Last year the IRS announced an alternative to its Offshore Voluntary Compliance Program (OVDP) which was being made available to a limited group of non-resident individuals who failed to file Foreign Bank Account Reports (FBARs) on Form TDF 90-22.1. Our tax lawyers blogged about the Streamlined Program previously, taking a look at some of the pros and cons. Now the IRS has issued six Frequently Asked Questions about the Streamlined Compliance Program.
The most important FAQ is the first one. It makes clear that taxpayers who have a tax liability greater than $1,500 may apply to the Streamlined Program. It cautions that if a taxpayer exceeds the $1,500 threshold he or she may be classified as higher risk, and under FAQ No. 2 may be subject to higher penalties. It appears that the Streamlined Program may be a good bet for those individuals whose liability exceeds the threshold by a relatively small amount, perhaps $1,000 or $2,000, or even as much as $3,500. In the judgment of our tax attorneys going over that amount could be problematic, although as with tax problems in general and FBAR problems in particular, there is no substitute for a review of all of the facts. Simply put, a case by case determination is necessary before making the decision.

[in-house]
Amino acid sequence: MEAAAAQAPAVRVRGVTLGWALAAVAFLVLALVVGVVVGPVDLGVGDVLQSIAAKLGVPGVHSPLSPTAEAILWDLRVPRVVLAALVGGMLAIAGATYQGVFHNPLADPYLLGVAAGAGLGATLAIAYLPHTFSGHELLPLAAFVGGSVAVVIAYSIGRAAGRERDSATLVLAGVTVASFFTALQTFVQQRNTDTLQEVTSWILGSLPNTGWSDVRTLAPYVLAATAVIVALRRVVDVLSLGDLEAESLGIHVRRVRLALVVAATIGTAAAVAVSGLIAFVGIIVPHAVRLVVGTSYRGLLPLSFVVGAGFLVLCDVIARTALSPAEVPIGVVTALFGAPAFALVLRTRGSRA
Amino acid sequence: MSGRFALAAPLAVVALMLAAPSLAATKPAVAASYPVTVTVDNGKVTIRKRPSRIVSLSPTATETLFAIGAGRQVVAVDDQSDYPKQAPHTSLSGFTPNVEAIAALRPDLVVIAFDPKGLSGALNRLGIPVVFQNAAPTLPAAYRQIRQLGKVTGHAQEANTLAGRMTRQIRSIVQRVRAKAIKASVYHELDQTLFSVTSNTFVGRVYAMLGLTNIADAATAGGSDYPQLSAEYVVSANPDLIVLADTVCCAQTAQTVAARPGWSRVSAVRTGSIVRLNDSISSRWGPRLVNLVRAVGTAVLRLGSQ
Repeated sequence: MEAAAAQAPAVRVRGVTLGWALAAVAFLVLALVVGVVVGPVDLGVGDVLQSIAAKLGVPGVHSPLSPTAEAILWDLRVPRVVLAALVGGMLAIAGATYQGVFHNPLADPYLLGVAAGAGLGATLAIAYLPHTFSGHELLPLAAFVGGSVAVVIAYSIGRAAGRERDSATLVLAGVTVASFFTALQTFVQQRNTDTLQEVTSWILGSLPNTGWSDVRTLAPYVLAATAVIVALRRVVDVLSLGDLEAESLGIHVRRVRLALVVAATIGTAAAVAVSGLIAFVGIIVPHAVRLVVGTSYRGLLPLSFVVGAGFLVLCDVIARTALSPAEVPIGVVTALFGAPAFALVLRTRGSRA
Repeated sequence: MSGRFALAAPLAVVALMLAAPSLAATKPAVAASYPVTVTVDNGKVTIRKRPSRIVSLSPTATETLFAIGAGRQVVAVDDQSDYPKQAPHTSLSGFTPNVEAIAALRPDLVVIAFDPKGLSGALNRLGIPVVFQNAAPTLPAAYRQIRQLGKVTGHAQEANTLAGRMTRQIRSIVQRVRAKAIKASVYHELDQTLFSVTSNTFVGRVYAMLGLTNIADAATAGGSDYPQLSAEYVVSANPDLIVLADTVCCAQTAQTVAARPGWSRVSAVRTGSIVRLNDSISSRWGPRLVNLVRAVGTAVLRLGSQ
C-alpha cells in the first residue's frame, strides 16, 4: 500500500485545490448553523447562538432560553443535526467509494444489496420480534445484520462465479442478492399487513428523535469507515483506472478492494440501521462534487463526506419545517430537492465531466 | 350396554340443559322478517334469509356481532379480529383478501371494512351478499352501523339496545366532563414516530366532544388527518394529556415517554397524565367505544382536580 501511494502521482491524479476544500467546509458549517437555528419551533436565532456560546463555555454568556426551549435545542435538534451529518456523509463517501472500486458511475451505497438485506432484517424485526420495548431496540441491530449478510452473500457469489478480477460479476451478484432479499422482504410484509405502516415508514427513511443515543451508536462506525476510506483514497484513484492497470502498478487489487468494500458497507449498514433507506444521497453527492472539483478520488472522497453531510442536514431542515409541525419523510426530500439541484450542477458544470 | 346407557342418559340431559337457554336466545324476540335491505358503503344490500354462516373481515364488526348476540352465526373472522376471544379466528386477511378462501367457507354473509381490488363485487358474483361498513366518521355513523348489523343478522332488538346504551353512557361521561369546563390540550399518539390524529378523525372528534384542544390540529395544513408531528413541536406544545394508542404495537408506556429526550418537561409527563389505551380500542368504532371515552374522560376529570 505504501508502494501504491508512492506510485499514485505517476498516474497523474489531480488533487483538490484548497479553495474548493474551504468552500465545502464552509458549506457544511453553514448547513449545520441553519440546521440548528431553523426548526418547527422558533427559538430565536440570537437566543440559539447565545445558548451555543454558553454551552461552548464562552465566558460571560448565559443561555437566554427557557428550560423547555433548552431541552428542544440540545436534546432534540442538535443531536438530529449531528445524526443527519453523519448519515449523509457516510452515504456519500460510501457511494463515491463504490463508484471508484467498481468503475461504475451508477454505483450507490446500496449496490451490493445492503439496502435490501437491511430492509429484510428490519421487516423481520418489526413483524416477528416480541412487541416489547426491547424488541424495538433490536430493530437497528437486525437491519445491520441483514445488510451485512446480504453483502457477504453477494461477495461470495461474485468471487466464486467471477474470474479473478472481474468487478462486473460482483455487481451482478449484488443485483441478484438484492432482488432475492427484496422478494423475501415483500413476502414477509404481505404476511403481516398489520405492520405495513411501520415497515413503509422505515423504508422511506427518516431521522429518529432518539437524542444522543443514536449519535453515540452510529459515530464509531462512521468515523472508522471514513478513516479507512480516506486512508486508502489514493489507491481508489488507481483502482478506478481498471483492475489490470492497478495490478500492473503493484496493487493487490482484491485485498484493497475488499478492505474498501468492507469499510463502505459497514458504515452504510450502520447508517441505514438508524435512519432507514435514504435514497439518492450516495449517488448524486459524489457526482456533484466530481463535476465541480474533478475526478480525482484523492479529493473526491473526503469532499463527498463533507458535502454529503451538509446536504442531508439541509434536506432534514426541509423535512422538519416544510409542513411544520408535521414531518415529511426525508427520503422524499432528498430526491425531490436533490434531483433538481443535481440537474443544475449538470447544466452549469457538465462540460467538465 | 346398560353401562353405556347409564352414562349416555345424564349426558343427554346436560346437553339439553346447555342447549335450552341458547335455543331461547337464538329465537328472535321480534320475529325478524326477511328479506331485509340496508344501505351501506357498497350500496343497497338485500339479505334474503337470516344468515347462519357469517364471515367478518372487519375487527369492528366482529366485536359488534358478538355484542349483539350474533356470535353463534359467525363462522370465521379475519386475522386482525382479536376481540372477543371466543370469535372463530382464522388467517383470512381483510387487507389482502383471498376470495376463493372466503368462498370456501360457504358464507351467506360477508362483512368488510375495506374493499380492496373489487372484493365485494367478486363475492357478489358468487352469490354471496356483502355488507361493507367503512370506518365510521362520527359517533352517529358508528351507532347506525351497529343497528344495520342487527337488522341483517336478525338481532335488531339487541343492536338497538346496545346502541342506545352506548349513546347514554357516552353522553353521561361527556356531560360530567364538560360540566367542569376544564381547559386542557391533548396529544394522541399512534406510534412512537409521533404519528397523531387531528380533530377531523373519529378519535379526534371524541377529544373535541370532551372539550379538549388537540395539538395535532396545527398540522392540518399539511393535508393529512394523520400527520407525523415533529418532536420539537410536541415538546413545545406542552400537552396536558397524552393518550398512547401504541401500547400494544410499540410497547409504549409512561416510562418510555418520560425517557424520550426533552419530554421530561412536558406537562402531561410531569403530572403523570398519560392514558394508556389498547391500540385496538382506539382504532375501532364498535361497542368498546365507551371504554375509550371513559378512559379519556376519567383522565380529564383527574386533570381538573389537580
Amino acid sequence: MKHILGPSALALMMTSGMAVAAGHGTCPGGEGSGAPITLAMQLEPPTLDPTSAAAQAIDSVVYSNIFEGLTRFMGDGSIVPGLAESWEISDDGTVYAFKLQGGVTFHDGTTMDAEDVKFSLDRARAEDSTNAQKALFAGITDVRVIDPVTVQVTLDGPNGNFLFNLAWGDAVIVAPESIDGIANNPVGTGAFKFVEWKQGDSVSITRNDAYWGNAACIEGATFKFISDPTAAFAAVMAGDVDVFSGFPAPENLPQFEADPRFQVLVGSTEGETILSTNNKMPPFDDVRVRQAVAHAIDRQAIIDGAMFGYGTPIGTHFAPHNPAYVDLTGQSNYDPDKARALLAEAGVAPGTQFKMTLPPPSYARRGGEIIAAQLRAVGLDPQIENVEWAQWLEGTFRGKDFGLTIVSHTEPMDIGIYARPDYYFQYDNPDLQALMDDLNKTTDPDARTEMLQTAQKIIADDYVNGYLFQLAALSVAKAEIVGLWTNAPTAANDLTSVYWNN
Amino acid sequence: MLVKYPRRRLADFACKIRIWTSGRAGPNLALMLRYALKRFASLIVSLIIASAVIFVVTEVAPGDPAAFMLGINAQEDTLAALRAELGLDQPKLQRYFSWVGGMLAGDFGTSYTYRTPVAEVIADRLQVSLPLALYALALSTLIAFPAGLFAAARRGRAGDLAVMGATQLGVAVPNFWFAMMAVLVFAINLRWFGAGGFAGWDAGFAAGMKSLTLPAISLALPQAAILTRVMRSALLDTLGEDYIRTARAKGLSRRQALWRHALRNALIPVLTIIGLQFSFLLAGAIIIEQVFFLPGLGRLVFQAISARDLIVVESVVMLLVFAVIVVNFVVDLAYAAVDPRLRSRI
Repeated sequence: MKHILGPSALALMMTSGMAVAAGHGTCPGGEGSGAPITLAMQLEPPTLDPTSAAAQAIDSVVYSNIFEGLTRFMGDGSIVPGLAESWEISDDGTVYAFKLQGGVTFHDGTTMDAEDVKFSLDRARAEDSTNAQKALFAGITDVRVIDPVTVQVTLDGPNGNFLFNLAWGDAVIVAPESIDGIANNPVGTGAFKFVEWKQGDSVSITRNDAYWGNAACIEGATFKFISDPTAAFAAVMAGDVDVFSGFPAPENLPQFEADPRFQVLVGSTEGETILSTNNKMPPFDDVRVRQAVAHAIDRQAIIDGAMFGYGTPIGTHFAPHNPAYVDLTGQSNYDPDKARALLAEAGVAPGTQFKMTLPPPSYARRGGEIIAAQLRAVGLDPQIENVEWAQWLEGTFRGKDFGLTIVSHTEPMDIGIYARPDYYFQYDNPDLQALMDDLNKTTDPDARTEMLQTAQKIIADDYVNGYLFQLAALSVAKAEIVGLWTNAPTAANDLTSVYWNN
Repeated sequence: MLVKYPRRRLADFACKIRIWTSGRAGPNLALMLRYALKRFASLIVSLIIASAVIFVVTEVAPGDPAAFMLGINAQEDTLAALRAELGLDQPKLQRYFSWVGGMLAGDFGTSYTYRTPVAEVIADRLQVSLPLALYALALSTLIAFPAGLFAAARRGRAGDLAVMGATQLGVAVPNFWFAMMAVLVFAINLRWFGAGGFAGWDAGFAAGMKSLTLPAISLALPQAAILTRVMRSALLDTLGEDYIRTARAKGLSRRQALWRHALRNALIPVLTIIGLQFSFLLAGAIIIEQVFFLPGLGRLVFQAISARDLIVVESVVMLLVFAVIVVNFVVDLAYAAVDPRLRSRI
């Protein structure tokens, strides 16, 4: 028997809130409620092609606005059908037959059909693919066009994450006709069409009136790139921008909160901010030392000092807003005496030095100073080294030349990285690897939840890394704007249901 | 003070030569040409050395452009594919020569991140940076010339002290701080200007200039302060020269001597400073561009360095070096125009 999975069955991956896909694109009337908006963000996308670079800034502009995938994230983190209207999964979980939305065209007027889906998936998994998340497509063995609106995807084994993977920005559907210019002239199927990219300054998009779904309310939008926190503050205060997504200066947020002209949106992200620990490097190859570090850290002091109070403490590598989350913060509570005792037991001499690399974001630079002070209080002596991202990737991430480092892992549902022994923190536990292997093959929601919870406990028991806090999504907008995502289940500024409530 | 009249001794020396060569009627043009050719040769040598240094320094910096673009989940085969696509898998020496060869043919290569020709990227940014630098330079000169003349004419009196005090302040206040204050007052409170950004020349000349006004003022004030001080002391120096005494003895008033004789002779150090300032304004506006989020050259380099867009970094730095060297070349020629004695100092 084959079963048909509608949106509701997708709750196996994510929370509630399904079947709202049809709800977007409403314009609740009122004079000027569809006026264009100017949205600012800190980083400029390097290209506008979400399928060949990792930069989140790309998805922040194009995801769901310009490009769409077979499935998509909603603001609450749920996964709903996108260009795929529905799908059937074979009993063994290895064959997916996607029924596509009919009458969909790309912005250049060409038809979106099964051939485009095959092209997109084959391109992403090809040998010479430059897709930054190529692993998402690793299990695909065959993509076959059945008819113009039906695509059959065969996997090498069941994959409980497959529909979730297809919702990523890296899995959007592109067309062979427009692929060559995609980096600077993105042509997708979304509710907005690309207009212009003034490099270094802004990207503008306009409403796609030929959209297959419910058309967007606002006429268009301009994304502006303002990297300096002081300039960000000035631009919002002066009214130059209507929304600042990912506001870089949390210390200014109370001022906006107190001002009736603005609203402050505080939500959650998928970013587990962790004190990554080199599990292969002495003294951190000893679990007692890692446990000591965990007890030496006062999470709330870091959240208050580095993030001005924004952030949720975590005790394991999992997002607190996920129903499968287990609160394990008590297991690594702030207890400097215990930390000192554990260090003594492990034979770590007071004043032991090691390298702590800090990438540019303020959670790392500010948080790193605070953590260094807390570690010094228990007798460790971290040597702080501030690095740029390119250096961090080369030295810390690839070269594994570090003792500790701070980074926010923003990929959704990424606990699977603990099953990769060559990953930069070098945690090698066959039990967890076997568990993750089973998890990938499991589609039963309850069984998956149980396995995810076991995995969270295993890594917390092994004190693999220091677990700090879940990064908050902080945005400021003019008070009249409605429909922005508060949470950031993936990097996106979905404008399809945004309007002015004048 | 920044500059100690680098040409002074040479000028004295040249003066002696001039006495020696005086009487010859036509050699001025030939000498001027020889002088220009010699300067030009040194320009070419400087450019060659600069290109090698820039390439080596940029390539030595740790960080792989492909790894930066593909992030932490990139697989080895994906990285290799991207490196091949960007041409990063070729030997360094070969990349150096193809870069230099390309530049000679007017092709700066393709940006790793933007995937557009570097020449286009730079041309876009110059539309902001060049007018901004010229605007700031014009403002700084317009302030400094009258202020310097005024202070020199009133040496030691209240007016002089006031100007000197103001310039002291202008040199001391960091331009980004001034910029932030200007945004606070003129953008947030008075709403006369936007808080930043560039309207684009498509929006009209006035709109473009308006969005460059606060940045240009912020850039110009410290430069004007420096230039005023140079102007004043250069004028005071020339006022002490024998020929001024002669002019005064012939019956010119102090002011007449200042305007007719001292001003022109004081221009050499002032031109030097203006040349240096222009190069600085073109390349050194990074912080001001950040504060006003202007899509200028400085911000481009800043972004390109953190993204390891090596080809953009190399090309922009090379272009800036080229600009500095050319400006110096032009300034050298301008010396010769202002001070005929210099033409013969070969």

FAQ No. 3 provides that an individual who is already in the 2011 Offshore Voluntary Disclosure initiative (OVDI) or the earlier or later OVDP, who qualifies under the
Streamlined Procedure may move over from those programs into the Streamlined Procedure. Like everything else about the IRS’ OVDP it is not possible to do so without risk. Specifically, the FAQs require one to opt-out of the OVDP by way of an irrevocable election. Only then will the examiner determine whether the taxpayer meets all of the qualifications of the Streamlined Procedure. So it is possible, especially in cases where the taxpayer is over the $1,500 per year threshold , to opt out, and wind up in a situation with the IRS asserting either a non-willful FBAR penalty, or even a willful FBAR penalty.
This is just another example of the IRS making FBAR compliance more difficult than necessary. There is no good reason why the IRS could simply combine the OVDP and the Streamlined Procedure into one coordinated system. A taxpayer wishing to come clean, and who believes she qualifies, could apply under the Streamlined Procedure, and then if the IRS disagreed that person would automatically be phased into the standard OVDP.
The reverse should also be the case. If a taxpayer is already in OVDP she should be able to get a determination as to whether she qualifies under the Streamlined Procedure without having to opt out, and possibly incur disastrous consequences.
As in all FBAR cases involving substantial dollars a knowledgeable tax lawyer should be consulted before anything is done.